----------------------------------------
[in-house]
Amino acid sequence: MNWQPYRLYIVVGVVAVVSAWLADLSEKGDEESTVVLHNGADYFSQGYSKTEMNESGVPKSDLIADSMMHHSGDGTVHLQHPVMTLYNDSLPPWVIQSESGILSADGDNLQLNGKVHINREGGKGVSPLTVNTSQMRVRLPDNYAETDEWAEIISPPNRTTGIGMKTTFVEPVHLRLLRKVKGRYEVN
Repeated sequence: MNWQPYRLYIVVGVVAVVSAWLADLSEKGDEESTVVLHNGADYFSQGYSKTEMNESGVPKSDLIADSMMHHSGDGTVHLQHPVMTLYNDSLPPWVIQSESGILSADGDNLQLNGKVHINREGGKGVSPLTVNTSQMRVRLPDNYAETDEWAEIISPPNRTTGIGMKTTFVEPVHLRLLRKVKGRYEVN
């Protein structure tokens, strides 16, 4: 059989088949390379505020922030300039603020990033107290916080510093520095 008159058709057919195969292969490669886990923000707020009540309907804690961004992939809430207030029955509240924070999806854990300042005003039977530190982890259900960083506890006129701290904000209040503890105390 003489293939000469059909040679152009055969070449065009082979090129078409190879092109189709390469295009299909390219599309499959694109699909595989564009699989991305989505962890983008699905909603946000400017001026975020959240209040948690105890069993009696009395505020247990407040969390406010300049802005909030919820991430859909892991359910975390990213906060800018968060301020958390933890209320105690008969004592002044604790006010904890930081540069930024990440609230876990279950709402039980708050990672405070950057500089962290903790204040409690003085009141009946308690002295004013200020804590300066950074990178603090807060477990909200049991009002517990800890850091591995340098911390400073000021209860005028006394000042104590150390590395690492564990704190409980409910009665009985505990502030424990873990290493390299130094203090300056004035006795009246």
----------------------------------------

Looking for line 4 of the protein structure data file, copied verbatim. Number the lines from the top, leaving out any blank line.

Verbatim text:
């Protein structure tokens, strides 16, 4: 059989088949390379505020922030300039603020990033107290916080510093520095 008159058709057919195969292969490669886990923000707020009540309907804690961004992939809430207030029955509240924070999806854990300042005003039977530190982890259900960083506890006129701290904000209040503890105390 003489293939000469059909040679152009055969070449065009082979090129078409190879092109189709390469295009299909390219599309499959694109699909595989564009699989991305989505962890983008699905909603946000400017001026975020959240209040948690105890069993009696009395505020247990407040969390406010300049802005909030919820991430859909892991359910975390990213906060800018968060301020958390933890209320105690008969004592002044604790006010904890930081540069930024990440609230876990279950709402039980708050990672405070950057500089962290903790204040409690003085009141009946308690002295004013200020804590300066950074990178603090807060477990909200049991009002517990800890850091591995340098911390400073000021209860005028006394000042104590150390590395690492564990704190409980409910009665009985505990502030424990873990290493390299130094203090300056004035006795009246």